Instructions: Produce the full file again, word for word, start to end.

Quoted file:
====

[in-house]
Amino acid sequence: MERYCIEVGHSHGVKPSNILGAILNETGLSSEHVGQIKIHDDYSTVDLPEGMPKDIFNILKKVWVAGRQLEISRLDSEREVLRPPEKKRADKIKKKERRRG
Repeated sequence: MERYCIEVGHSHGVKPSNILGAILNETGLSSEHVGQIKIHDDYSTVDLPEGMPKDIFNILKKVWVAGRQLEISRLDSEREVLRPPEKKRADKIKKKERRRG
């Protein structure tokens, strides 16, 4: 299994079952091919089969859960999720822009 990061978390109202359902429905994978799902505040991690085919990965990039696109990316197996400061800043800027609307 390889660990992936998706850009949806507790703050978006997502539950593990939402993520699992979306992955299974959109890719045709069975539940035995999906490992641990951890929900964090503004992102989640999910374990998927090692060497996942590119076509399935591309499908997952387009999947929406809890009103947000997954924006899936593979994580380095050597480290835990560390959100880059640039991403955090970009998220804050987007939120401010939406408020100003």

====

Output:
[in-house]
Amino acid sequence: MERYCIEVGHSHGVKPSNILGAILNETGLSSEHVGQIKIHDDYSTVDLPEGMPKDIFNILKKVWVAGRQLEISRLDSEREVLRPPEKKRADKIKKKERRRG
Repeated sequence: MERYCIEVGHSHGVKPSNILGAILNETGLSSEHVGQIKIHDDYSTVDLPEGMPKDIFNILKKVWVAGRQLEISRLDSEREVLRPPEKKRADKIKKKERRRG
């Protein structure tokens, strides 16, 4: 299994079952091919089969859960999720822009 990061978390109202359902429905994978799902505040991690085919990965990039696109990316197996400061800043800027609307 390889660990992936998706850009949806507790703050978006997502539950593990939402993520699992979306992955299974959109890719045709069975539940035995999906490992641990951890929900964090503004992102989640999910374990998927090692060497996942590119076509399935591309499908997952387009999947929406809890009103947000997954924006899936593979994580380095050597480290835990560390959100880059640039991403955090970009998220804050987007939120401010939406408020100003």